Local MPs get Cabinet roles in Theresa May's reshuffle

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Justine Greening's post as education secretary is looking increasingly vulnerable, as Downing Street has confirmed that Theresa May will be carrying out a reshuffle of her Cabinet this week. Home Secretary Amber Rudd was also appointed by May as Minister of Women and Equalities.

Sources at No 10 said May was "disappointed" but respected Greening's decision to leave the Government.

Her reshuffle is an indication that far from stepping down, she intends to take Britain past the Brexit process in 2019 and beyond to the next election.

May's Cabinet reshuffle was more limited than expected with the big names all keeping their jobs, including the gaffe-prone Boris Johnson keeping his position as Foreign Secretary, the newly promoted Defence Secretary Gavin Williamson staying on and Philip Hammond hanging on as Chancellor of the Exchequer after his Autumn Statement, or budget, was received well by Tory MPs.

As well as an over-representation of private school alumni, nearly half - 48% - of Cabinet ministers went to either Oxford or Cambridge universities.

Of the 23 ministers who make up the Government's top team, 34% attended fee-paying schools - up from 30% in May's first Cabinet in July 2016, social mobility charity The Sutton Trust has discovered.

Tony Blair and Gordon Brown both had 32 per cent of their senior ministerial team privately educated, while 25 per cent of Clement Attlee's post World War Two first cabinet went to private schools.

"Anyone should be able to become a minister, regardless of social background".

"It also allows a new generation of gifted Ministers to step up and make life better for people across the whole United Kingdom".

David Lidington leaves the justice portfolio to replace Green as Minister for the cabinet office.

Theresa May meets newly-promoted whips in Downing Street
Image Women featured prominently among new ministers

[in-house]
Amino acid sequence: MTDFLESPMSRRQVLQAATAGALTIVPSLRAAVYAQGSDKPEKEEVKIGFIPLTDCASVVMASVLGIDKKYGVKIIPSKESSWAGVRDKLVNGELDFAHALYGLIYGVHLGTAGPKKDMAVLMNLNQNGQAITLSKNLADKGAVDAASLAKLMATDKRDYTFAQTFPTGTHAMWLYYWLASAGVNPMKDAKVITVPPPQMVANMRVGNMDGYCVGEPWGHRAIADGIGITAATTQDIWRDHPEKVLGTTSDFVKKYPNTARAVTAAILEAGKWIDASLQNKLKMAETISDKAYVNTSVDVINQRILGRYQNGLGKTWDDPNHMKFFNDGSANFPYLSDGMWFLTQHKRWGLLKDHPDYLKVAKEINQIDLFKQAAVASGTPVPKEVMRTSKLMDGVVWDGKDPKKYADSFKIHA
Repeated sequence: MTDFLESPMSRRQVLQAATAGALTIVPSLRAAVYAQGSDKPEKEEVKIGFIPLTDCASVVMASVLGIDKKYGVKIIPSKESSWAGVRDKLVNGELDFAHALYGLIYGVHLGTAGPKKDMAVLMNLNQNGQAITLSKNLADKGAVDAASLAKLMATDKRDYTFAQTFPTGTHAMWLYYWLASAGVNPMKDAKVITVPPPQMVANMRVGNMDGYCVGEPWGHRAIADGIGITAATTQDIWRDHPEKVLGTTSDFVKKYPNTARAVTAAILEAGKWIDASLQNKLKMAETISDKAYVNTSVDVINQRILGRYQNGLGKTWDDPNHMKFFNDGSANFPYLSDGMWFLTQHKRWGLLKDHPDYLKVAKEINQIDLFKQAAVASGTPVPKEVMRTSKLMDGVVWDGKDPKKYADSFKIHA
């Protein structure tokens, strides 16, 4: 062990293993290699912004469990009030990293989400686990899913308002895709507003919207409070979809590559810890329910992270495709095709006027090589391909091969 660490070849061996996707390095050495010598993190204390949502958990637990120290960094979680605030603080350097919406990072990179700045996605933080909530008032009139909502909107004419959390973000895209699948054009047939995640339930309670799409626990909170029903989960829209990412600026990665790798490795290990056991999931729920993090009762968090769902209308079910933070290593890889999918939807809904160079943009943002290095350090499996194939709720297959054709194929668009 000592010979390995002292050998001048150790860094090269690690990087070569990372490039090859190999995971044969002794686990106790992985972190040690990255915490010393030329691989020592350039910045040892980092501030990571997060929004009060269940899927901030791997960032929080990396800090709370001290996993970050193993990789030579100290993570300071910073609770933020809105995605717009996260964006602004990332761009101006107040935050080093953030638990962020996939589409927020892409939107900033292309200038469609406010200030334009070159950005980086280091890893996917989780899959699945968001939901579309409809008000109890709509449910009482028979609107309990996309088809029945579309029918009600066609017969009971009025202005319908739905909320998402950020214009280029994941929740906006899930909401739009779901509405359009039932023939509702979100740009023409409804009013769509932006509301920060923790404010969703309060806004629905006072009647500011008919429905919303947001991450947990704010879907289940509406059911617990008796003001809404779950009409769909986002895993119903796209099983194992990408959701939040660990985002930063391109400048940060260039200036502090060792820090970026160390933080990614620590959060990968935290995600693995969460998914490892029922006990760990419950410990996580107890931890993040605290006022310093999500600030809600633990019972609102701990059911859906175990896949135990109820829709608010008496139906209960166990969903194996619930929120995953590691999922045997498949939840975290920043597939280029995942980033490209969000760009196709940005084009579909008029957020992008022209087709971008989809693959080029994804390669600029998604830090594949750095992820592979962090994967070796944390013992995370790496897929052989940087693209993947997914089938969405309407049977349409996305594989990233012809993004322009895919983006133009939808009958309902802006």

These triggered the resignation of education secretary Justine Greening and were branded a "lacklustre PR exercise" by Labour.

He read politics, philosophy and economics (PPE) at Oxford University, where he was president of the Oxford Union.

Many commentators on Twitter anticipate that she could become a thorn in Mrs May's side if she joins the growing ranks of pro-European backbench rebels.

Popular within her party, she took George Osborne's Cheshire constituency of Tatton after he stepped down in 2017.

According to the Independent Schools Council, just 6.5% of pupils in the United Kingdom are educated privately. He subsequently gained a MPhil in Economics from Christ's College, Cambridge.

Sajid Javid is also staying in position, though his brief changes from Secretary of State for Communities and Local Government to Housing, Communities and Local Government, making him the first United Kingdom minister with a housing department title since the 1970s.

And among the 23 full Cabinet members, the number of women stays the same.

Ms Perry was raised in North Somerset.

One of her contemporaries at Oxford was journalist George Monbiot, who described her in his column for The Guardian as, at the time, "a firebrand who wanted to nationalise the banks and overthrow capitalism". She was anxious too to consolidate her leadership by moving out individuals and sections of the party without suffering from it herself.

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